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Kansas bill would tighten rules on how needy use government aid

None of us wants to be poor and being on welfare is certainly not fun, despite what many people may think. Now Kansas is joining the ranks of states looking to limit what recipients of state funds may spend the money on.

If TANF House bill 2258 is signed by the governor, recipients will discover that they can only withdraw $25 at a time from an ATM machine and will not be able to use their funds to pay at liquor stores, jewelry stores, tattoo parlors, spas, nail salons, movies or swimming pools, to name a few.

Kansas State Sen. Michael O’Donnell (R-Wichita) has advocated for the bill, saying the legislation is designed to strengthen Temporary Assistance for Needy Families rules so that recipients “spend those funds more wisely.” But the TANF bill sets the stage for even more restrictions on families.

Kansas Successful Families Program
The Kansas Successful Families Program is designed for low-income residents who may be unemployed or between jobs, or caring for a child or relative. Under TANF regulations, Kansas allows $497 a month to a family of four living in a high-rent district.

In general, TANF Electronic Benefit Transfer or EBT cards can be used at retail stores that accept debit cards or can be used to withdraw funds at an ATM. In 2012, the federal government banned the use of EBT cards for gambling, adult entertainment, and liquor. Since that time, about 23 states have passed laws extending EBT bans on guns, tobacco products and lottery tickets.

The legislation also puts into law a number of policies the Republican governor imposed, making it that much harder to change later. One of the policies that will become law is a requirement that able-bodied adults receiving temporary cash assistance be required to work, be looking for a job, or enroll in job training.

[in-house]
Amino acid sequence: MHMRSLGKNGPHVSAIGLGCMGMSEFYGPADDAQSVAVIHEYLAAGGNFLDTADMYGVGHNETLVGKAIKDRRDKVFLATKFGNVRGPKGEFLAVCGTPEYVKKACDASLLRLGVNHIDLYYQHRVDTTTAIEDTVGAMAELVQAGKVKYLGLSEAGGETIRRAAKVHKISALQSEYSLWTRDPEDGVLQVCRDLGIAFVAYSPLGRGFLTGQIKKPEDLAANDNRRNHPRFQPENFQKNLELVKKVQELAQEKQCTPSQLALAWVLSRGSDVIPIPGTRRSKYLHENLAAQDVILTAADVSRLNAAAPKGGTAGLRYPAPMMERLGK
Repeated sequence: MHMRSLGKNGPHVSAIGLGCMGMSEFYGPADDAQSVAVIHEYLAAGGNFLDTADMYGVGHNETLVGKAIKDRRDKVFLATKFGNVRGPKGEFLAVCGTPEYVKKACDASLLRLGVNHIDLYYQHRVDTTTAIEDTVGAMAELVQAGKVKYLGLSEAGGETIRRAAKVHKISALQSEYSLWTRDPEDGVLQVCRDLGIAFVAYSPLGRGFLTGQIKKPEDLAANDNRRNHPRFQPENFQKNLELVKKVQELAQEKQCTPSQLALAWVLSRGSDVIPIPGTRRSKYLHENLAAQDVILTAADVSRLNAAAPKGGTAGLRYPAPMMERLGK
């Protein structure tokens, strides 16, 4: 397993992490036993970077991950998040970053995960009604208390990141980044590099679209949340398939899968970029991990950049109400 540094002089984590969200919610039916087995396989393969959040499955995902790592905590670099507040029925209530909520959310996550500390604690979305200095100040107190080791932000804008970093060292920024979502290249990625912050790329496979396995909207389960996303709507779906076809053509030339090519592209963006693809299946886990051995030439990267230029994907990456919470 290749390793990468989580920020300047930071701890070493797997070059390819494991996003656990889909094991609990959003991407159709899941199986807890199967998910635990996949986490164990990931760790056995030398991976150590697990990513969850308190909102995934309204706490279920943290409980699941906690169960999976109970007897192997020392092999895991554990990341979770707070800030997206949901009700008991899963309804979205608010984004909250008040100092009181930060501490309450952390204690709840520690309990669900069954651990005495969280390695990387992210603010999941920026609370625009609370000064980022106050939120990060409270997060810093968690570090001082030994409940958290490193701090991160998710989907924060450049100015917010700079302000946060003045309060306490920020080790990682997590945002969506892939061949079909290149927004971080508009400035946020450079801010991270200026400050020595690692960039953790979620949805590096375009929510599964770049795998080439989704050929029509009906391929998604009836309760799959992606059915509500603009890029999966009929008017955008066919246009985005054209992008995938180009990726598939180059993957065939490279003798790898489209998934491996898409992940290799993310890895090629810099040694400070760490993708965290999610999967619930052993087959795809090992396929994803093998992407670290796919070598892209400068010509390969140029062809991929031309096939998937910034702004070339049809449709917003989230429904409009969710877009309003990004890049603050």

The one additional restriction that is sure to hurt many TANF recipients is the limit the legislation will place on withdrawals from ATMs. Under House bill 2285, a recipient can only withdraw $25 a day from an ATM. McDonnell says, “This is about prosperity,” adding, “This is about having a great life.”

Wichita Democrat Representative Carolyn Bridges, says the bill sends a different message to low-income families. “I just think we are simply saying to people, ‘If you are asking for assistance in this state, you’re sort of less than other people and we’re going to tell you how and where to spend your money,” she told the Associated Press.

The legislation has had broad support among the Republican-dominated state legislature. The House passed the bill on an 87-35 vote on Thursday, one day after the Senate approved it, 30-10. Governor Brownback is expected to sign the legislation, and if he does, it will become effective on July 1, 2015.

“This is serious, good policy for the state of Kansas,” said Rep. Travis Couture-Lovelady, a Palco Republican. “There’s nothing better to get these people back on their feet than getting them a job and getting them back to work.”

The Kansas Department for Children and Families says the figures show that the state is addressing the needs of lower income families. The number of Food Stamp recipients has dropped by 11 percent over the past two years, and the number of people requesting TANF assistance has dropped 60 percent since 2011, to just 15,500 requests a month.

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